How splendidly the Donmar adapts to every new production: from the blinding pennants of the Spelling Bee school gym to the stark guns-and-gantries of the all-female Julius Caesar and now an authentically lamp-black pickled Victorian music hall with soaring columns, creaking boards and a whiff of oranges and cheap scent in the pit.
Rose Trelawny is the darling of the ‘Wells’ theatre troupe but leaves to marry a young posh bloke. Although she finds his family stifling and eventually bolts, on her return she’s lost her ability to act. The situation is saved by a young writer in the company who’s invented a new and more naturalistic style of play which suits Rose’s new manners.
It's a vehicle for author Arthur Wing Pinero's campaign to change the nature of theatre, seeking to reflect real people in credible situations, here by ridiculing the bombastic and overdone performances of the time. Ironic, really, when you think how his farces like Dandy Dick and The Magistrate still depend on strident acting.
It’s a doubly Londony show, too: set in 1865 when Sadler’s Wells - long before it became the terpsichorean temple of the Waitrose-going classes - was the satellite TV channel of its day churning out lurid melodramas for a lowbrow audience, and the director is Islington-reared, Central St Martin’s-trained film maker Joe Wright who turned Keira Knightley into Anna Karenina.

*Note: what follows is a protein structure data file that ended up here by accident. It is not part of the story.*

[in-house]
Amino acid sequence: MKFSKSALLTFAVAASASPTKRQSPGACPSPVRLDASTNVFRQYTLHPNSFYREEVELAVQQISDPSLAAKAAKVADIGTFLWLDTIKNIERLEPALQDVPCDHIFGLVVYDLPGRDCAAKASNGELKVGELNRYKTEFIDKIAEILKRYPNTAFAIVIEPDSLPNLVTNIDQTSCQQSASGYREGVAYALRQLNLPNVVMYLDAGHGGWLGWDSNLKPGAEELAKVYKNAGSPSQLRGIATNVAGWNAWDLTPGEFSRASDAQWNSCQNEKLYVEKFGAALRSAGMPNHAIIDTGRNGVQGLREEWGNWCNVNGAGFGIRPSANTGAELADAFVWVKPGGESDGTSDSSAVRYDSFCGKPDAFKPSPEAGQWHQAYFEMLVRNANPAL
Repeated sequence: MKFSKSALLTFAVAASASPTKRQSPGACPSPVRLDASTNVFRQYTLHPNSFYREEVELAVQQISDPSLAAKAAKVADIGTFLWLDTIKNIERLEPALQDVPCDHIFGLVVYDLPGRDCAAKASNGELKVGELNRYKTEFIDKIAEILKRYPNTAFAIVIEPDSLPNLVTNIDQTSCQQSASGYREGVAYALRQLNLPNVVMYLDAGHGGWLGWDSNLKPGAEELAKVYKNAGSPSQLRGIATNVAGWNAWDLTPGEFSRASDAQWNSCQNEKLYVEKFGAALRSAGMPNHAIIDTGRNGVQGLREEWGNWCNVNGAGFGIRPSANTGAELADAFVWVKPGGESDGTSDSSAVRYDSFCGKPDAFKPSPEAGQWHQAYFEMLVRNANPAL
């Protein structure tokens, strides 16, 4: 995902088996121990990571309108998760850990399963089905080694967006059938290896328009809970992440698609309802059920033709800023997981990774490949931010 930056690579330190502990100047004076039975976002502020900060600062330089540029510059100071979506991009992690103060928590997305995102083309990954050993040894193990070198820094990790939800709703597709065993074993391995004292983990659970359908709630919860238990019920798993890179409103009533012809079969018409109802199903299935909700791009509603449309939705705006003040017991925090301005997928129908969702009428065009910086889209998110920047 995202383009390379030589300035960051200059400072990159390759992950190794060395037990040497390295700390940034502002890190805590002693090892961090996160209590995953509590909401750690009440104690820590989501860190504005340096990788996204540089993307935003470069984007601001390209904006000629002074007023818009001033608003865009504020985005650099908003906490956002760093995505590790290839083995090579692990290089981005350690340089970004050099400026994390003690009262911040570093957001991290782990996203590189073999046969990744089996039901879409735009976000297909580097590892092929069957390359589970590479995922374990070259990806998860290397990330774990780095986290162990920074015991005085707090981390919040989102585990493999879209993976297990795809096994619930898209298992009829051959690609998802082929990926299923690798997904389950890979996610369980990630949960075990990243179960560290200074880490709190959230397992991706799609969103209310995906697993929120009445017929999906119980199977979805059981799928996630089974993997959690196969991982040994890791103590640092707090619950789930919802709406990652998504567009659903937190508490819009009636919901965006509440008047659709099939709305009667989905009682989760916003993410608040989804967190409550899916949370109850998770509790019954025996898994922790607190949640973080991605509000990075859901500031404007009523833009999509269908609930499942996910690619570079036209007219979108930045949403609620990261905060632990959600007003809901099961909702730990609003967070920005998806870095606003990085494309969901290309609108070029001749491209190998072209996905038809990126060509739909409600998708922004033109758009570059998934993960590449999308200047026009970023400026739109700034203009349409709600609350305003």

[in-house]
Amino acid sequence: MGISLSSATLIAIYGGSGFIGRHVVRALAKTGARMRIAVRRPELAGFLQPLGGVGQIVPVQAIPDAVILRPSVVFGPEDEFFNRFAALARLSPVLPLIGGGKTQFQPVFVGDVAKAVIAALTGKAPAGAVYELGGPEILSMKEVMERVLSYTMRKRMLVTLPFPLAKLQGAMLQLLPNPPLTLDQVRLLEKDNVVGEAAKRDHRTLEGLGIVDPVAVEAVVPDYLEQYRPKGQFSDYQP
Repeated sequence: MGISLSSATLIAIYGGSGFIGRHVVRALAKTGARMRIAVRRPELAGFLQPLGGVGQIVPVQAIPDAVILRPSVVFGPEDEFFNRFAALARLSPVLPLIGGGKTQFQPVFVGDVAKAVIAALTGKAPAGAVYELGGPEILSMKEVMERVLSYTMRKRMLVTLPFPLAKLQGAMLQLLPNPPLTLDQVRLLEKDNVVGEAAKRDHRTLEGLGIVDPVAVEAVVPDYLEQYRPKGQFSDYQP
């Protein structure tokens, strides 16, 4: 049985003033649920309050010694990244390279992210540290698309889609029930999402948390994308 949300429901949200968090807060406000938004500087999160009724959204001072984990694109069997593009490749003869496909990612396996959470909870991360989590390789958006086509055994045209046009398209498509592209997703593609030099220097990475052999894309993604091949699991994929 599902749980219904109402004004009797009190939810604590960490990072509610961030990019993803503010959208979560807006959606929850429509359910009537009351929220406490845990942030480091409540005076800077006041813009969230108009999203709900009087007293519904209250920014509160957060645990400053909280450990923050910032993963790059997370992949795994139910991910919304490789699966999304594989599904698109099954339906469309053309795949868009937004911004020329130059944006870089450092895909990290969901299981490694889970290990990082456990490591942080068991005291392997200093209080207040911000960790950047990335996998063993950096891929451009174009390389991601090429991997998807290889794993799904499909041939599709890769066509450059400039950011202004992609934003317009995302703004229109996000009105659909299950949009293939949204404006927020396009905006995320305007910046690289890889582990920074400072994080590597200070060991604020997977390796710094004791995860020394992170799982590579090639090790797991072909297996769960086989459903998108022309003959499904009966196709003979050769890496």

In the same way we couldn’t wait for that train to arrive, and although both the ideas and the plot are interesting and amusing, Trelawny is a very slow burner and takes too long to develop. Patrick Marber’s script additions blend seamlessly with Pinero’s original and the cast double both the acting troupe and the frightful society family, none better than Ron Cook as the stern Vice Chancellor and a theatrical landlady who’s a close cousin of Old Mother Riley.
Playing Rose, Amy Morgan trills prettily and simpers in a white frock as readily as Amanda Seyfried in Les Miserables but the best of the casting is in the smaller roles: the wonderful Maggie Steed as a fading actress and disabled dowager, Daniel Mays as a posturing ham actor of the oldest possible school. Finest of all is Daniel Kaluuya voicing Pinero’s own opinions on theatre and the development of the new realism as the hesitant playwright Tom Wrench: excellent characterization and subtlety in a play where most others are deliberately cartoon figures.
This review written for Londonist.com and published 28 February 2013